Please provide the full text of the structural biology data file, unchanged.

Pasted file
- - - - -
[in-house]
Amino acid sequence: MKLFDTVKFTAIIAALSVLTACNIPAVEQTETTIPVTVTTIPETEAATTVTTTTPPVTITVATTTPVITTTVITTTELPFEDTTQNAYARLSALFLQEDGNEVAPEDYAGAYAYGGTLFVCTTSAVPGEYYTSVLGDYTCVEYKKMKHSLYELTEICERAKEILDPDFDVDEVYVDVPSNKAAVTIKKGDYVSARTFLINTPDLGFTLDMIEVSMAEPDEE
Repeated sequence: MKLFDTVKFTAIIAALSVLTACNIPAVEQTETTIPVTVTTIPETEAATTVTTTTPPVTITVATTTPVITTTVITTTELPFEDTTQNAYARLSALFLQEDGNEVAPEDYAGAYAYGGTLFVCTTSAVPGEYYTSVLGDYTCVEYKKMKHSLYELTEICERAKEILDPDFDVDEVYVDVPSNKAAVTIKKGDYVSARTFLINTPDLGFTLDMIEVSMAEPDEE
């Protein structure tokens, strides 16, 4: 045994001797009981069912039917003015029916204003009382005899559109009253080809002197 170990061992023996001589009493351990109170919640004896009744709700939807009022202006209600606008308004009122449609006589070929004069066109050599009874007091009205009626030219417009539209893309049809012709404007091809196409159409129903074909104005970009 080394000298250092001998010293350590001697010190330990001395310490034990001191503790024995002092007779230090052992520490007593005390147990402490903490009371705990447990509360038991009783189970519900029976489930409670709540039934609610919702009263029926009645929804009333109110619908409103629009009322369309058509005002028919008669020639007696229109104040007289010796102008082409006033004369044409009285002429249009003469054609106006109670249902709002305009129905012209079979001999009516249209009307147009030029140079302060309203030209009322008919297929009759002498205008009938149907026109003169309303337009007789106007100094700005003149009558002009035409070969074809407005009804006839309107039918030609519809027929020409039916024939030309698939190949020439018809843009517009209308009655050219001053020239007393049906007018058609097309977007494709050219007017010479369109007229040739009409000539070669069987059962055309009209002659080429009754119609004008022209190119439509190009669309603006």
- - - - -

[in-house]
Amino acid sequence: MKLFDTVKFTAIIAALSVLTACNIPAVEQTETTIPVTVTTIPETEAATTVTTTTPPVTITVATTTPVITTTVITTTELPFEDTTQNAYARLSALFLQEDGNEVAPEDYAGAYAYGGTLFVCTTSAVPGEYYTSVLGDYTCVEYKKMKHSLYELTEICERAKEILDPDFDVDEVYVDVPSNKAAVTIKKGDYVSARTFLINTPDLGFTLDMIEVSMAEPDEE
Repeated sequence: MKLFDTVKFTAIIAALSVLTACNIPAVEQTETTIPVTVTTIPETEAATTVTTTTPPVTITVATTTPVITTTVITTTELPFEDTTQNAYARLSALFLQEDGNEVAPEDYAGAYAYGGTLFVCTTSAVPGEYYTSVLGDYTCVEYKKMKHSLYELTEICERAKEILDPDFDVDEVYVDVPSNKAAVTIKKGDYVSARTFLINTPDLGFTLDMIEVSMAEPDEE
């Protein structure tokens, strides 16, 4: 045994001797009981069912039917003015029916204003009382005899559109009253080809002197 170990061992023996001589009493351990109170919640004896009744709700939807009022202006209600606008308004009122449609006589070929004069066109050599009874007091009205009626030219417009539209893309049809012709404007091809196409159409129903074909104005970009 080394000298250092001998010293350590001697010190330990001395310490034990001191503790024995002092007779230090052992520490007593005390147990402490903490009371705990447990509360038991009783189970519900029976489930409670709540039934609610919702009263029926009645929804009333109110619908409103629009009322369309058509005002028919008669020639007696229109104040007289010796102008082409006033004369044409009285002429249009003469054609106006109670249902709002305009129905012209079979001999009516249209009307147009030029140079302060309203030209009322008919297929009759002498205008009938149907026109003169309303337009007789106007100094700005003149009558002009035409070969074809407005009804006839309107039918030609519809027929020409039916024939030309698939190949020439018809843009517009209308009655050219001053020239007393049906007018058609097309977007494709050219007017010479369109007229040739009409000539070669069987059962055309009209002659080429009754119609004008022209190119439509190009669309603006």